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Ralsina.Me — Roberto Alsina's website

Posts about programming (old posts, page 10)

My first interesting hack

In the pre­vi­ous ar­ti­cle, some­one sug­gest­ed cheat­ing on ex­ams as an in­ter­est­ing ap­pli­ca­tion of telepa­thy.

Which re­mind­ed me of my first in­ter­est­ing hack.

I was in col­lege, back when com­put­er time was al­lo­cat­ed by the hour, and I had no com­put­er, and I was about to take my fi­nal ex­am on lin­ear pro­gram­ming.

For those who are not fa­mil­iar with the term, lin­ear pro­gram­ming is not re­al­ly about pro­gram­ming. It's about solv­ing a spe­cif­ic ind of op­ti­miza­tion prob­lem­s.

And for those who don't know that, don't swaet it, it re­duced, in re­al 1989 life, to ap­ply­ing a pro­gram called LIN­DO to find a lo­cal or glob­al min or max for a func­tion.

Now, we were a poor col­lege, so there were like 10 com­put­er­s. For 5000 stu­dents. And we, in that sub­jec­t, were not al­lowed to use it.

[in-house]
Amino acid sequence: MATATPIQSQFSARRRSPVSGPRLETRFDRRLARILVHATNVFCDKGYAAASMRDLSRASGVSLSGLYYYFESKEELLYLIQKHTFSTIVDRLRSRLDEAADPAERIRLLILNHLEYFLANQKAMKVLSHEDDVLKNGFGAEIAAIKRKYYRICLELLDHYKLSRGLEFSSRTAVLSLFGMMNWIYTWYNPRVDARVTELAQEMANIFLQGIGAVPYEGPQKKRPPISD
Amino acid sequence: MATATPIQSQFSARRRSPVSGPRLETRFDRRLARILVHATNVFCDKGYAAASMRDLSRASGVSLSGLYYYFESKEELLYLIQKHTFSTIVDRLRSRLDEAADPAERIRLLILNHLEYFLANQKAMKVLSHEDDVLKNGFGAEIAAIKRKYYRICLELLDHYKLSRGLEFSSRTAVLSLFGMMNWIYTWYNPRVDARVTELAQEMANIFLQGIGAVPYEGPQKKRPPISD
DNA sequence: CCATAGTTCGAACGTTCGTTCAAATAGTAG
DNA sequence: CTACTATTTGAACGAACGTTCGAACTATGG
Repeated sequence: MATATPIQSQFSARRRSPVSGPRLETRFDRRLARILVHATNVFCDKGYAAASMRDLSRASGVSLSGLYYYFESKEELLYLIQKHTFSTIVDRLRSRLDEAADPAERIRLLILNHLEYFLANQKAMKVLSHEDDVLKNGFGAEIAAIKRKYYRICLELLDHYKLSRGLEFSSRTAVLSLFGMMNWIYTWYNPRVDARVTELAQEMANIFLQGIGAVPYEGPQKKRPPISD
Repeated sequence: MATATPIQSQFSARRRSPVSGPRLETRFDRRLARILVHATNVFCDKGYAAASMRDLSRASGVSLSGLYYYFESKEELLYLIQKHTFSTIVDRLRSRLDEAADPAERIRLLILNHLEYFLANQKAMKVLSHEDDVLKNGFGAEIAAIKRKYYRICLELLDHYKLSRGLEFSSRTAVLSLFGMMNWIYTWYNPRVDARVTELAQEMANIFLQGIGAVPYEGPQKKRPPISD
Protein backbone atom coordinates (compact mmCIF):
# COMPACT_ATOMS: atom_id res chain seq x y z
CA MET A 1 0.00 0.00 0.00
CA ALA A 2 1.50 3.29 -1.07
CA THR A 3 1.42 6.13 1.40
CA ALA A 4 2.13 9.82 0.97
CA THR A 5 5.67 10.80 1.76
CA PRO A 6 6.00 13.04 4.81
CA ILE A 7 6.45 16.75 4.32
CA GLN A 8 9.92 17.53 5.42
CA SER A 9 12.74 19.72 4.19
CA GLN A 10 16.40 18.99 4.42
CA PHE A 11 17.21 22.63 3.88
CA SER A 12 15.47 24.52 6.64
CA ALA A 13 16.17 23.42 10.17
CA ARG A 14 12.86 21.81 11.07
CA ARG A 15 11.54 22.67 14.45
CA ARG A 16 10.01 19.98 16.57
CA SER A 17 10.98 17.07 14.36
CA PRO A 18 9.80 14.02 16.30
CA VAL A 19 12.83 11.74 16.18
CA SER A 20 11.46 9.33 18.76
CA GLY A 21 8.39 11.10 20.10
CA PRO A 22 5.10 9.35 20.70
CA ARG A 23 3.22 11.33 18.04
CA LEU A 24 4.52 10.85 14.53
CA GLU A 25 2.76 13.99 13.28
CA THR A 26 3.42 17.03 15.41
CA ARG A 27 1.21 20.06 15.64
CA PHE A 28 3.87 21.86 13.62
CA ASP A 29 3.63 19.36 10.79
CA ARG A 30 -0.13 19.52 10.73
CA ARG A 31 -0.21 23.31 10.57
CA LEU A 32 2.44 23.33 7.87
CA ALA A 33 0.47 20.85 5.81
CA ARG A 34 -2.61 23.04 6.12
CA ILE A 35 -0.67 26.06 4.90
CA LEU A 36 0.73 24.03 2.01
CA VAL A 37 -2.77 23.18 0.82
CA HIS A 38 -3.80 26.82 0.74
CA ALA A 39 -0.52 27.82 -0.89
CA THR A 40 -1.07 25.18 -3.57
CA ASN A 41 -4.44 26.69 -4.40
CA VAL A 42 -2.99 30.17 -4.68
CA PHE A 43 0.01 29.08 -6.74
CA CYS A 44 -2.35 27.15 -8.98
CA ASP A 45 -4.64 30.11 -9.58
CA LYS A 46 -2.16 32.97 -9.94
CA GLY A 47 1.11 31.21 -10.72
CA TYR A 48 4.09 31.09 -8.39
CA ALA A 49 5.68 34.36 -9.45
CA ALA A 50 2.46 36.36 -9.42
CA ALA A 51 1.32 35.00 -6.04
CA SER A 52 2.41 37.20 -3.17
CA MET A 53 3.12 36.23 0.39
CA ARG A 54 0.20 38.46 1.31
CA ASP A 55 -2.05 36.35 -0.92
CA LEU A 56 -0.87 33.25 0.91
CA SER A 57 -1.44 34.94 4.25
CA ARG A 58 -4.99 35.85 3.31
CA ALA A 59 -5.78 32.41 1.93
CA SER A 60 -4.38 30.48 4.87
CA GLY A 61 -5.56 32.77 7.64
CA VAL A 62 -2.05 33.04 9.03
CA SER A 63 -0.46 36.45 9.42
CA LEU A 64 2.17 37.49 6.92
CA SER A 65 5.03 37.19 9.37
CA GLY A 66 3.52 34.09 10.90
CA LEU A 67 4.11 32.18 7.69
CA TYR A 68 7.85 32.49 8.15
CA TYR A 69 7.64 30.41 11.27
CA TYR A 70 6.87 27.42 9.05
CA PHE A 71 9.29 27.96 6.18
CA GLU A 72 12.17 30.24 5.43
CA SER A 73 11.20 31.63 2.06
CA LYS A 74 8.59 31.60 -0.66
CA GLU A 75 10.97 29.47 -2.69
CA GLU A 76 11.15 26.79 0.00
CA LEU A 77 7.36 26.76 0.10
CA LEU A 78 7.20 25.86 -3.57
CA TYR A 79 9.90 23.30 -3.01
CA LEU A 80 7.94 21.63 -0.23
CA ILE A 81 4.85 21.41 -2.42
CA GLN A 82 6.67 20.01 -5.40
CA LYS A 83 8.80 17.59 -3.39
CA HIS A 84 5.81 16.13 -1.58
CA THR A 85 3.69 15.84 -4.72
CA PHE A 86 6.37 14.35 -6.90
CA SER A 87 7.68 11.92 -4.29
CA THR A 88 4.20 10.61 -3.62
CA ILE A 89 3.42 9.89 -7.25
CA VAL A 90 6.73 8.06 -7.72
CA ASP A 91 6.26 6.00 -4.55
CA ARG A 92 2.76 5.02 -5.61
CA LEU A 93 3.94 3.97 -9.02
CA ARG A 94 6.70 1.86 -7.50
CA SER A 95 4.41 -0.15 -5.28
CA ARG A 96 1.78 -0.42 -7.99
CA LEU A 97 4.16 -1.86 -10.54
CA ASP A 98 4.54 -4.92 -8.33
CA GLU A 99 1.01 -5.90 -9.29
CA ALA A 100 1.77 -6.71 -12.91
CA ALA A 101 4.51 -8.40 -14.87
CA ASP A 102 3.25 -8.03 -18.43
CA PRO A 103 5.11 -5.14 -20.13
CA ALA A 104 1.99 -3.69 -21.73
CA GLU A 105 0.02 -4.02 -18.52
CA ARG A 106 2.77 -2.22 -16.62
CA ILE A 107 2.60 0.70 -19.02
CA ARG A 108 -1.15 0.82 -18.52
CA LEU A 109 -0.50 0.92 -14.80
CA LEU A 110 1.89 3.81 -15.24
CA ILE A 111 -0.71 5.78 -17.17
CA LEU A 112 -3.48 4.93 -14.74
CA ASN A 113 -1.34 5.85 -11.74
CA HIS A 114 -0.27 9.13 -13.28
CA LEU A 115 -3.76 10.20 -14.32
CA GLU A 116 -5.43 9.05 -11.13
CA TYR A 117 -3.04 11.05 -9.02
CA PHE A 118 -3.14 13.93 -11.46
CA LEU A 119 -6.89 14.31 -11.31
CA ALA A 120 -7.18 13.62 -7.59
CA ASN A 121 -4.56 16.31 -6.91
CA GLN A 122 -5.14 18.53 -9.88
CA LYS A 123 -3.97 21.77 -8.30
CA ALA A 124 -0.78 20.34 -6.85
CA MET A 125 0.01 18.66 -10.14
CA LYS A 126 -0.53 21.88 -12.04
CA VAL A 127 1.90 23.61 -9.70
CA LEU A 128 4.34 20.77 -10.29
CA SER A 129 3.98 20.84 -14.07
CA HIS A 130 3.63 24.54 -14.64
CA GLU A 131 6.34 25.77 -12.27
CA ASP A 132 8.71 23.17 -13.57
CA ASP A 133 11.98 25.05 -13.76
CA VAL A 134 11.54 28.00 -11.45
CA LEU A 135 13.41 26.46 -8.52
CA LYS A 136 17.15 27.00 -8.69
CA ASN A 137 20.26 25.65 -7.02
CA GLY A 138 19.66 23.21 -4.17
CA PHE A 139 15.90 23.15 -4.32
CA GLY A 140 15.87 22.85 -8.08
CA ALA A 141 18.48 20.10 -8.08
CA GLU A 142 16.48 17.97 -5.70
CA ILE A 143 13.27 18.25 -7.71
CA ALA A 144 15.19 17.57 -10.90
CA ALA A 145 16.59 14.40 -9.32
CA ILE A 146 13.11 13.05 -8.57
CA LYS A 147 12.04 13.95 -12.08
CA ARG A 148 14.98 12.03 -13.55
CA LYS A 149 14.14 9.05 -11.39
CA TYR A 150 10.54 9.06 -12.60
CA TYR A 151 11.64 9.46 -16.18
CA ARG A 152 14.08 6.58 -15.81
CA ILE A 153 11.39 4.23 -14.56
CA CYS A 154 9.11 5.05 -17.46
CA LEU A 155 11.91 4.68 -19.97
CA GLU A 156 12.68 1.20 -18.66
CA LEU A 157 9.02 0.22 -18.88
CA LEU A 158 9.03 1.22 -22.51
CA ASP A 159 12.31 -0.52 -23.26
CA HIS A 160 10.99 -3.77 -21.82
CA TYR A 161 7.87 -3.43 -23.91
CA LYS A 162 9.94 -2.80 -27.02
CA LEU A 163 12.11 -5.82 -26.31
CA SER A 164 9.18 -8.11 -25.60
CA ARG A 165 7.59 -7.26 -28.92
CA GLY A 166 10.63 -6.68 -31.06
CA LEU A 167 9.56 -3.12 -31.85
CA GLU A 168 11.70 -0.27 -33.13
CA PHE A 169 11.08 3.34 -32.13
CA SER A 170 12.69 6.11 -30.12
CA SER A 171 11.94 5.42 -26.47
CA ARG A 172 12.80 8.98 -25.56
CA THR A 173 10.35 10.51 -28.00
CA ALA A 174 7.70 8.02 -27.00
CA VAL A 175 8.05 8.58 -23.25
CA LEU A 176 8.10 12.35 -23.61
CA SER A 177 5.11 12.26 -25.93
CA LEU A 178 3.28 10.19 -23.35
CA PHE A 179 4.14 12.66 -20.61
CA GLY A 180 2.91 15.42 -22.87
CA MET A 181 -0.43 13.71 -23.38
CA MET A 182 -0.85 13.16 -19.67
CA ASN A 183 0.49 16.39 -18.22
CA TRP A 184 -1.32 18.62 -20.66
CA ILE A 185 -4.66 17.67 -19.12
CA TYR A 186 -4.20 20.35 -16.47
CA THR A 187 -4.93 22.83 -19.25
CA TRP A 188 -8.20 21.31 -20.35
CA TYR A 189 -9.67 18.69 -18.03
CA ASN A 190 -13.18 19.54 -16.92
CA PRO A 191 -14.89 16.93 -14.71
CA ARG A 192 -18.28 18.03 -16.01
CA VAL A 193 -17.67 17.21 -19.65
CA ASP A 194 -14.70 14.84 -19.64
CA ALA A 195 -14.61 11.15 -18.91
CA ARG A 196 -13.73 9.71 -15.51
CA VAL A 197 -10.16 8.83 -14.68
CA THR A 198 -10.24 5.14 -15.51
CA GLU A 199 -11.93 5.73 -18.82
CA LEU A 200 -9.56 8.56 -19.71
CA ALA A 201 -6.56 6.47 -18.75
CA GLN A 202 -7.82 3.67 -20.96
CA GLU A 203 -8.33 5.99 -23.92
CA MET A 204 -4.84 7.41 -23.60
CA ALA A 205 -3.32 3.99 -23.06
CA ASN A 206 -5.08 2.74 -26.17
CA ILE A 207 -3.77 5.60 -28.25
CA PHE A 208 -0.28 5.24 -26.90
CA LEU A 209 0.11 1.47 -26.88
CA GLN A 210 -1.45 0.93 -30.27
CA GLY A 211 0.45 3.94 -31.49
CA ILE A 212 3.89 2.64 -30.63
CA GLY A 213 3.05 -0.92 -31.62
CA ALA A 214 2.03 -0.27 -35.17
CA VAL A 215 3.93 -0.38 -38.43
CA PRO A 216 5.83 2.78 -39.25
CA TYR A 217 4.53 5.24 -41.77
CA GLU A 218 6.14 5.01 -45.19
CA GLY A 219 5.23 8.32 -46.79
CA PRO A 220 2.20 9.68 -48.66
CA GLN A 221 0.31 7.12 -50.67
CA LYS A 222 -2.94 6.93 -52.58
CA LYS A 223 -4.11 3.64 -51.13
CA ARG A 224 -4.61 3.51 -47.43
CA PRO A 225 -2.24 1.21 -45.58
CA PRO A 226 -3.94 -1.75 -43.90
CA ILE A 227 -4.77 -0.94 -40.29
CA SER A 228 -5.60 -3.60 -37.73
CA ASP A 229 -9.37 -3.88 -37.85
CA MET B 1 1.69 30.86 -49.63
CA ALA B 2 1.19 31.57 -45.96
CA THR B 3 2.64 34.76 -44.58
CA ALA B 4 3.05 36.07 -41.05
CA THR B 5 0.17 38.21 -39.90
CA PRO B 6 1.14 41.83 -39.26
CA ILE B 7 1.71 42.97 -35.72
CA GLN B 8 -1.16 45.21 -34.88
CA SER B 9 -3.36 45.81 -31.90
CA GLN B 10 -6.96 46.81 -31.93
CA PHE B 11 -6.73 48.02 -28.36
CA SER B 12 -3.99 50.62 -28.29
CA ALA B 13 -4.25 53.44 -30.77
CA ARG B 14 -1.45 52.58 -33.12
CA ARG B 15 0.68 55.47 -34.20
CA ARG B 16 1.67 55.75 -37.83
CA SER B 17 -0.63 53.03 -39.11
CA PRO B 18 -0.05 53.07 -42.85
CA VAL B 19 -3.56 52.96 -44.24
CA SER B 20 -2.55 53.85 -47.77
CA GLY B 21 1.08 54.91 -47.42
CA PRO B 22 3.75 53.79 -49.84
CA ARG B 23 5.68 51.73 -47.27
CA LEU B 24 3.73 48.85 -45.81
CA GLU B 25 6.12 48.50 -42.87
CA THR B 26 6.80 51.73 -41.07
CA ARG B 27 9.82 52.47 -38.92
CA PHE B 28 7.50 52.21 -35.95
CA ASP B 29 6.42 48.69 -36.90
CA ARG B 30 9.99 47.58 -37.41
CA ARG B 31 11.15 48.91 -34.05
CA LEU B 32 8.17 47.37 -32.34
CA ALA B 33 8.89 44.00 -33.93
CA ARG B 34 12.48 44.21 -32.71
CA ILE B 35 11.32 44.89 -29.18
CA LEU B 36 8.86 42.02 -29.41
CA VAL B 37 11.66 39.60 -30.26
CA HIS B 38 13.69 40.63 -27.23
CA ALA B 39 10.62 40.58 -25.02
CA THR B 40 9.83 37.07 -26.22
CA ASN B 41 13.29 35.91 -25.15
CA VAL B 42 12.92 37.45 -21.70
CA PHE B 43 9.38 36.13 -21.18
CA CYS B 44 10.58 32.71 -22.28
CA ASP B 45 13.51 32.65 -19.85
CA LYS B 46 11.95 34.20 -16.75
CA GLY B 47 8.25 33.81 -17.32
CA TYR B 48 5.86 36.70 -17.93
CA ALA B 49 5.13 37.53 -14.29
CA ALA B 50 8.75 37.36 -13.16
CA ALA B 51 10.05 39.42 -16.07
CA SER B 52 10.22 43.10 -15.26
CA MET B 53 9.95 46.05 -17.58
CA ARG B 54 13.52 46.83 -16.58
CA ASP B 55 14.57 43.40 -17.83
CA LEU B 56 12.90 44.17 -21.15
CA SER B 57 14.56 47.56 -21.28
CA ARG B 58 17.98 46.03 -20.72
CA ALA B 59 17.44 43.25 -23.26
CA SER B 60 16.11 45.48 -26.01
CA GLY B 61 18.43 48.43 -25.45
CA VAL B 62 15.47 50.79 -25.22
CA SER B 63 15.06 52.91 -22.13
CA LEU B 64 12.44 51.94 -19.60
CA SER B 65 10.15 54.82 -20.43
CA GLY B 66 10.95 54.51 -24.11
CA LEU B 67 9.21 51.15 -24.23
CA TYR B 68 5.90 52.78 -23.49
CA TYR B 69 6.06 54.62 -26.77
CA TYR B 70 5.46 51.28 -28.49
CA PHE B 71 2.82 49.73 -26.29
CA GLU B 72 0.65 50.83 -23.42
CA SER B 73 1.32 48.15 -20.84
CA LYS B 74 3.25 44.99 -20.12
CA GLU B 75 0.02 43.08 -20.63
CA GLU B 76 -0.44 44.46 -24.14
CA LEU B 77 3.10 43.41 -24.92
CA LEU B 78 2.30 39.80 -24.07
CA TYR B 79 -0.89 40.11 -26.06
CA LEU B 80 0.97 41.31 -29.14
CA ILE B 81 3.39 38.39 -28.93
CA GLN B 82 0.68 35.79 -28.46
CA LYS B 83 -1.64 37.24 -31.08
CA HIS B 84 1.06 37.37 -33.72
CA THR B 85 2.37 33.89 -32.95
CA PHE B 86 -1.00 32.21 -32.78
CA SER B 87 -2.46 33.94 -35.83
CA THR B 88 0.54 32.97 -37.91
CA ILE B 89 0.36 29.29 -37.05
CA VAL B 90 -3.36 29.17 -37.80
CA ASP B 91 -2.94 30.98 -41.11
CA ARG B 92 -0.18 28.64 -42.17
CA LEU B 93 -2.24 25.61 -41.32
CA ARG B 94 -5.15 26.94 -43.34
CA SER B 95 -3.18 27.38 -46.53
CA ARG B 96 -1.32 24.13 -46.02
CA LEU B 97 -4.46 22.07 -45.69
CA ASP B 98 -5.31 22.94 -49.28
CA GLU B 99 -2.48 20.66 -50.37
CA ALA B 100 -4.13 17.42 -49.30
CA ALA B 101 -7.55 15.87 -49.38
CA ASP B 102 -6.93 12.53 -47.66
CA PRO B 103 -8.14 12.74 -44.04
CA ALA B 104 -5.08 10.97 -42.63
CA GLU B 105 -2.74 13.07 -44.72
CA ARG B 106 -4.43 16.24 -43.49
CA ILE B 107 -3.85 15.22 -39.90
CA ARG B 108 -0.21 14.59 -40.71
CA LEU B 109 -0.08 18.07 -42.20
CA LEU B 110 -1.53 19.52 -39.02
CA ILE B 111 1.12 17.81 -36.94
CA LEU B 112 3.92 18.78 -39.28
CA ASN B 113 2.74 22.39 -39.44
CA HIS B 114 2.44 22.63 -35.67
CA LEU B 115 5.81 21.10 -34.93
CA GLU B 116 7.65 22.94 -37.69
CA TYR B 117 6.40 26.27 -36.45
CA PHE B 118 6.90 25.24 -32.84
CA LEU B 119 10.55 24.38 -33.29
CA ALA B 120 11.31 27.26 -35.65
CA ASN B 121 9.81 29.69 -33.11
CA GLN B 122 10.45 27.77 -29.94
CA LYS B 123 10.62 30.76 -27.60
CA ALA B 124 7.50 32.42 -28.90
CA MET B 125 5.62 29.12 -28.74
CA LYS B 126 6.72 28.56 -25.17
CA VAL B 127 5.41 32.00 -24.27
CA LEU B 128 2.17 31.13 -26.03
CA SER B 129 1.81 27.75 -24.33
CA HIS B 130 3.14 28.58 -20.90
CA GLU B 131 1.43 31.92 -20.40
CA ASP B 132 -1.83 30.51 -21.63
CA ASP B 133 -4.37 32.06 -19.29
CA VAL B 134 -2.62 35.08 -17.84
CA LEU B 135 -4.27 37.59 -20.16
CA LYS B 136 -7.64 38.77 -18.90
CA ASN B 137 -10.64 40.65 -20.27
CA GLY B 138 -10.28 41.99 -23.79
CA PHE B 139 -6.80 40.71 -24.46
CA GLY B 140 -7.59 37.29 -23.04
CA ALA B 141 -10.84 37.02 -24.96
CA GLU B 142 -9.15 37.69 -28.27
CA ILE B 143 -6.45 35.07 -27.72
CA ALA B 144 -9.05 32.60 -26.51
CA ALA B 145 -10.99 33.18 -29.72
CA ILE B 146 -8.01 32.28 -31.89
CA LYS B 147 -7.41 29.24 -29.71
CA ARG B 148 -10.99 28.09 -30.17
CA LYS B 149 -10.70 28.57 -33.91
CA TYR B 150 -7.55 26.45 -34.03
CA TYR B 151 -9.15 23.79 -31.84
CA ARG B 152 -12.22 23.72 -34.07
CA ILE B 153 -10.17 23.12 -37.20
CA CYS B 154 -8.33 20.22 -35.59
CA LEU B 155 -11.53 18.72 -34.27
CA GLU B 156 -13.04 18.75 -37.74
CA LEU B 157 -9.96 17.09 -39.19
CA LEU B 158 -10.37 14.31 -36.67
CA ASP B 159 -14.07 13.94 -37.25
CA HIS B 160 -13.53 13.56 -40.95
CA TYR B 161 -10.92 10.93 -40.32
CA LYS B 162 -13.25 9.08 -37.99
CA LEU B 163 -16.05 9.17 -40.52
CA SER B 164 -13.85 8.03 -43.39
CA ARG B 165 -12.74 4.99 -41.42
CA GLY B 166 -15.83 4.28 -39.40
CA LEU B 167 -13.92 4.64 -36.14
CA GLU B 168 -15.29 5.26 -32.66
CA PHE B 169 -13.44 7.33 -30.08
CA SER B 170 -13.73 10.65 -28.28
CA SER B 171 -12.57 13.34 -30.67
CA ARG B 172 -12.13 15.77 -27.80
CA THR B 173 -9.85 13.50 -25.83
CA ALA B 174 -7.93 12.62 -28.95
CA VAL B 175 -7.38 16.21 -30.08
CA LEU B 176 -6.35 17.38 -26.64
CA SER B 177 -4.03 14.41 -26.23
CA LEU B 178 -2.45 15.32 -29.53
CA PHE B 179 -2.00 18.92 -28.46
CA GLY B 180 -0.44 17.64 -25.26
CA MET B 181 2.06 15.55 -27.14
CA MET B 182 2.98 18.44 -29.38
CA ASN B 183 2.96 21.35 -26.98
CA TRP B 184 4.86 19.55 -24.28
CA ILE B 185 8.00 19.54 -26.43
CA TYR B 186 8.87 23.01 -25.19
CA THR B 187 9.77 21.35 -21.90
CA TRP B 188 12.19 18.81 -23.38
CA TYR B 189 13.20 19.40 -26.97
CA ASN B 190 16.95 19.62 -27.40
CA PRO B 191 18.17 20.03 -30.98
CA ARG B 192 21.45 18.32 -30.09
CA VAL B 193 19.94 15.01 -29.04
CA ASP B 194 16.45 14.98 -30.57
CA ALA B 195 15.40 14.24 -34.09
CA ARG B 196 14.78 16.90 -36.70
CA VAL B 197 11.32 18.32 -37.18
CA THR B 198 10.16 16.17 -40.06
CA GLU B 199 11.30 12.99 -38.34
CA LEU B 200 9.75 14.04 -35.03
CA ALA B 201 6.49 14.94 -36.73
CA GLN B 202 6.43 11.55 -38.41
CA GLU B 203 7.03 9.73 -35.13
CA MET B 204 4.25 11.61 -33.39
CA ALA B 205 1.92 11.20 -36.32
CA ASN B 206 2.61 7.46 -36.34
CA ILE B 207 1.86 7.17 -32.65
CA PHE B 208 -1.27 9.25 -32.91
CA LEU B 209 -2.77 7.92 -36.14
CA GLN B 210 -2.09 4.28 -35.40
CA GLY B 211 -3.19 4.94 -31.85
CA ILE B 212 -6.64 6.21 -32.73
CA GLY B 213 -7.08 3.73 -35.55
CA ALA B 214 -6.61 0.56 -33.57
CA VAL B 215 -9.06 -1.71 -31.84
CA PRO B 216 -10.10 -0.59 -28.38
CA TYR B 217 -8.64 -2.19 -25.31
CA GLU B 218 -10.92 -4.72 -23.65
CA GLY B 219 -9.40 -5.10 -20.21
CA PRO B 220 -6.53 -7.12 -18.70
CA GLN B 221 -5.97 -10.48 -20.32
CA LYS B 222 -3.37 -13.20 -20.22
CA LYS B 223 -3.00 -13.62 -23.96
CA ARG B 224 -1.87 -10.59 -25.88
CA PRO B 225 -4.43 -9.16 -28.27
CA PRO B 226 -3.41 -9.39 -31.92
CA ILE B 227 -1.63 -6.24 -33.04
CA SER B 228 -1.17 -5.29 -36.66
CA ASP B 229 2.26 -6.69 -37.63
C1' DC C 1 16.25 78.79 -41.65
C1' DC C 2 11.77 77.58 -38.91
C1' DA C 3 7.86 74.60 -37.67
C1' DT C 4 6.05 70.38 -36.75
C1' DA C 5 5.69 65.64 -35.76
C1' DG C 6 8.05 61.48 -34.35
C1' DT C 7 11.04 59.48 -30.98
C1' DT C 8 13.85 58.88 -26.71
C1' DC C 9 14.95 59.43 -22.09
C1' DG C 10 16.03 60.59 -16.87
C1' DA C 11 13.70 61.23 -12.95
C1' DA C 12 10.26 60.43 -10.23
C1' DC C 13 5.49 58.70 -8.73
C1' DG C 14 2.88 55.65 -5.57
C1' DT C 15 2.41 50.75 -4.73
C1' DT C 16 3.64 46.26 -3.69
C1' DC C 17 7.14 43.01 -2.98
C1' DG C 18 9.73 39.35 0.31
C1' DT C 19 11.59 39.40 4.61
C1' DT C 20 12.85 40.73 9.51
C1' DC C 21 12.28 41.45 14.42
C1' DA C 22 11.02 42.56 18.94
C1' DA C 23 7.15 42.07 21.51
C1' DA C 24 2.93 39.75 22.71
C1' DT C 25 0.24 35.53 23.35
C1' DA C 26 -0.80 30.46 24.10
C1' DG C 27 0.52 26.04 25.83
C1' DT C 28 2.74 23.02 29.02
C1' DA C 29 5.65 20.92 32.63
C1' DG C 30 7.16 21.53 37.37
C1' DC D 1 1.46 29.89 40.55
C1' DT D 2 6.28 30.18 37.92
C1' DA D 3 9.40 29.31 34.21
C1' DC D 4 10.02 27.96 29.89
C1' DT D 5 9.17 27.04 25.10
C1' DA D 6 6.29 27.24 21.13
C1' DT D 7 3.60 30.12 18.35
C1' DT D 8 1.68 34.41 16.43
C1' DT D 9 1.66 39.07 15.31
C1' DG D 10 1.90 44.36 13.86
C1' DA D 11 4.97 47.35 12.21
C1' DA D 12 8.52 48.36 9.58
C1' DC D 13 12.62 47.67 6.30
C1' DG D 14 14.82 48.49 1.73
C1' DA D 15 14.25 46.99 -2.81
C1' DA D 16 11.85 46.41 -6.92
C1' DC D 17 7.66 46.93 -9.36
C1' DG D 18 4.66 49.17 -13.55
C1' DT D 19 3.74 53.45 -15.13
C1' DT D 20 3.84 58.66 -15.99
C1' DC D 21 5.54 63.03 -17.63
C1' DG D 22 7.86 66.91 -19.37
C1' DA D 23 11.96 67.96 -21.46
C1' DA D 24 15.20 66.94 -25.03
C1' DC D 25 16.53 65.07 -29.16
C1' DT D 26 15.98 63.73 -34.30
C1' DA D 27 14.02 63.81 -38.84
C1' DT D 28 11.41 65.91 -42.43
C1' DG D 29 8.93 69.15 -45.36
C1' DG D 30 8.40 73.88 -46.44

And it did­n't have lin­ear pro­gram­ming soft­ware in it any­way. And it had no com­pil­ers or in­ter­preters (ex­cept qba­sic).

So, we did LIN­DO by hand. On pa­per (the Sim­plex method­).

And it was bor­ing. But we did it. It is pret­ty sim­ple once you get the hang of it. But you have to make hun­dreds of cal­cu­la­tion­s, so we were al­lowed cal­cu­la­tors.

And I had this ba­by.

I had bought it with my sec­ond pay­check as a teach­er as­sis­tan­t. It cost­ed me about the same as a small bike.

Or a TV.

And it had 4KB of ram, an ascii key­board, and 116 pre­loaded pro­grams for com­mon sci­en­tif­ic cal­cu­la­tion.

It was the best cal­cu­la­tor I ev­er had :-)

And it was pro­gram­mable in BA­SIC.

So, the night be­fore the ex­am, as I did a sam­ple drill, I de­cid­ed to im­ple­ment a solver.

But since we had to solve things on pa­per, I had to show in­ter­me­di­ate step­s.

So, in­stead of a pro­gram to solve the prob­lem, I wrote a pro­gram that solved step-by-step as done by hand. Which was about 20x hard­er.

And it did fit and run in the 4KB of ram, and it dis­played the in­ter­me­di­ate re­sults on the 2x32 char screen.

Sad­ly, there was no way to take a pro­gram out of it, so it was lost on the next bat­tery change.

But hey, I think that was nice :-)

My first time

I just found here the an­nounce­ment of the first free soft­ware I pub­lished (at least, that I re­cal­l), from may 13, 1996. So, It's go­ing to be 10 years in 5 month­s!